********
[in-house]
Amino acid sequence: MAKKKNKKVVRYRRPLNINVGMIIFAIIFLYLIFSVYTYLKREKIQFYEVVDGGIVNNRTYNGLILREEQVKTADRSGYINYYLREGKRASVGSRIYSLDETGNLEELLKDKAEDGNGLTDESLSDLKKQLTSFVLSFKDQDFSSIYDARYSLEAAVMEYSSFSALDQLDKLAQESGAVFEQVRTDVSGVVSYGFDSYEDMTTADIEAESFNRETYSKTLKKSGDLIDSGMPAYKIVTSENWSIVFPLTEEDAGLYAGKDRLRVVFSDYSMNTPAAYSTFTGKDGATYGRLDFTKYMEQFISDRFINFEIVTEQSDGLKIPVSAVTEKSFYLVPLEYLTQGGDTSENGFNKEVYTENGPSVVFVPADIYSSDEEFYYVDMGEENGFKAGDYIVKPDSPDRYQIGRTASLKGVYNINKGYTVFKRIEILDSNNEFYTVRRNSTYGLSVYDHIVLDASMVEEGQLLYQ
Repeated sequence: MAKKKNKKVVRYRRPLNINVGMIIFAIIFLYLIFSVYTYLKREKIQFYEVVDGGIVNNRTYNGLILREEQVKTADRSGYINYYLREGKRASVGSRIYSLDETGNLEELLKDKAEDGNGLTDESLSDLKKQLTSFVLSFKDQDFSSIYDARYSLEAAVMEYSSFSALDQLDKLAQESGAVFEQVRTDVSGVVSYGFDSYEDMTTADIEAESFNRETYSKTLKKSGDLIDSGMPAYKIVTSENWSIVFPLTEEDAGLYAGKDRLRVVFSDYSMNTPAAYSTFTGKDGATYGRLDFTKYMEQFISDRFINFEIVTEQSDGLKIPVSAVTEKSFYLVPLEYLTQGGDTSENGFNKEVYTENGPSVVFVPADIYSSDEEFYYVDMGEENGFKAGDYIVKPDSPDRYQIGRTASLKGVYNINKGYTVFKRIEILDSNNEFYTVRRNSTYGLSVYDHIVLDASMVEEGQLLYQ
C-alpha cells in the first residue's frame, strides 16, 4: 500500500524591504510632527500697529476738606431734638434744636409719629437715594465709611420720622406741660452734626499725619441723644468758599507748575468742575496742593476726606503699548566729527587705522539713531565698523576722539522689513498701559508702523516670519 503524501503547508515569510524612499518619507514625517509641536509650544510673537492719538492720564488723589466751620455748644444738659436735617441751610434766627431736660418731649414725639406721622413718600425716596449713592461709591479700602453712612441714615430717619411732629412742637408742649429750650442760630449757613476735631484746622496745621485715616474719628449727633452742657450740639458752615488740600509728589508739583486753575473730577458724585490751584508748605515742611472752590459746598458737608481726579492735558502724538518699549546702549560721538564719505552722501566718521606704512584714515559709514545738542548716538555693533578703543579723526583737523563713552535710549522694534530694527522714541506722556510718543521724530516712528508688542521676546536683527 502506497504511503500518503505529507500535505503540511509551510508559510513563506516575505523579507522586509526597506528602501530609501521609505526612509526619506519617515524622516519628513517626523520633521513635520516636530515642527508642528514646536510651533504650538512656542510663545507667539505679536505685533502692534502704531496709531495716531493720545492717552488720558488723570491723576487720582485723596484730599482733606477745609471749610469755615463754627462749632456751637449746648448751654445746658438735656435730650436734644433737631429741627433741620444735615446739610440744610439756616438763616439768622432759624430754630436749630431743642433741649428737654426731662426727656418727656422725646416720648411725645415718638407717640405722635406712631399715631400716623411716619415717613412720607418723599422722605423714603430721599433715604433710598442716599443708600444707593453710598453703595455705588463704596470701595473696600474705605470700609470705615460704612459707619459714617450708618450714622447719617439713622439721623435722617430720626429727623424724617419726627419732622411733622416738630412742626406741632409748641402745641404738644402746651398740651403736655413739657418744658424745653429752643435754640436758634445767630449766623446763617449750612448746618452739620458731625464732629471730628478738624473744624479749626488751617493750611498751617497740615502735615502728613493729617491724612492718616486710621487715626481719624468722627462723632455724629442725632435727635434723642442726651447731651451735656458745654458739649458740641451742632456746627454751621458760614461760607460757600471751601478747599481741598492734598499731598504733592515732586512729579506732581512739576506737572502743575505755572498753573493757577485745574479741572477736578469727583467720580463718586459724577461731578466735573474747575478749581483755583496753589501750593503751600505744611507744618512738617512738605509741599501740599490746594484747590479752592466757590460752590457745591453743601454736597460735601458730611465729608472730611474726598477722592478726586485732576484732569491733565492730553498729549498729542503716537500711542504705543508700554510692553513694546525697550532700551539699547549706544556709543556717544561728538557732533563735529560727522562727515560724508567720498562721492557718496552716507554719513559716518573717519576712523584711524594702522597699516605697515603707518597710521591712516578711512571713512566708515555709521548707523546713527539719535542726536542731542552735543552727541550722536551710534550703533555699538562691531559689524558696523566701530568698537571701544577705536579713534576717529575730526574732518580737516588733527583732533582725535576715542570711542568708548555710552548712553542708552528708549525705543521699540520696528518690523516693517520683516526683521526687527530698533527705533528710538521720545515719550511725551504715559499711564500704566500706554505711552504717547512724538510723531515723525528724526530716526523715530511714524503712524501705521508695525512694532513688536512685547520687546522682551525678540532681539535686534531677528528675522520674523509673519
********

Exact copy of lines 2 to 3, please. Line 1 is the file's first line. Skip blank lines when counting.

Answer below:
Amino acid sequence: MAKKKNKKVVRYRRPLNINVGMIIFAIIFLYLIFSVYTYLKREKIQFYEVVDGGIVNNRTYNGLILREEQVKTADRSGYINYYLREGKRASVGSRIYSLDETGNLEELLKDKAEDGNGLTDESLSDLKKQLTSFVLSFKDQDFSSIYDARYSLEAAVMEYSSFSALDQLDKLAQESGAVFEQVRTDVSGVVSYGFDSYEDMTTADIEAESFNRETYSKTLKKSGDLIDSGMPAYKIVTSENWSIVFPLTEEDAGLYAGKDRLRVVFSDYSMNTPAAYSTFTGKDGATYGRLDFTKYMEQFISDRFINFEIVTEQSDGLKIPVSAVTEKSFYLVPLEYLTQGGDTSENGFNKEVYTENGPSVVFVPADIYSSDEEFYYVDMGEENGFKAGDYIVKPDSPDRYQIGRTASLKGVYNINKGYTVFKRIEILDSNNEFYTVRRNSTYGLSVYDHIVLDASMVEEGQLLYQ
Repeated sequence: MAKKKNKKVVRYRRPLNINVGMIIFAIIFLYLIFSVYTYLKREKIQFYEVVDGGIVNNRTYNGLILREEQVKTADRSGYINYYLREGKRASVGSRIYSLDETGNLEELLKDKAEDGNGLTDESLSDLKKQLTSFVLSFKDQDFSSIYDARYSLEAAVMEYSSFSALDQLDKLAQESGAVFEQVRTDVSGVVSYGFDSYEDMTTADIEAESFNRETYSKTLKKSGDLIDSGMPAYKIVTSENWSIVFPLTEEDAGLYAGKDRLRVVFSDYSMNTPAAYSTFTGKDGATYGRLDFTKYMEQFISDRFINFEIVTEQSDGLKIPVSAVTEKSFYLVPLEYLTQGGDTSENGFNKEVYTENGPSVVFVPADIYSSDEEFYYVDMGEENGFKAGDYIVKPDSPDRYQIGRTASLKGVYNINKGYTVFKRIEILDSNNEFYTVRRNSTYGLSVYDHIVLDASMVEEGQLLYQ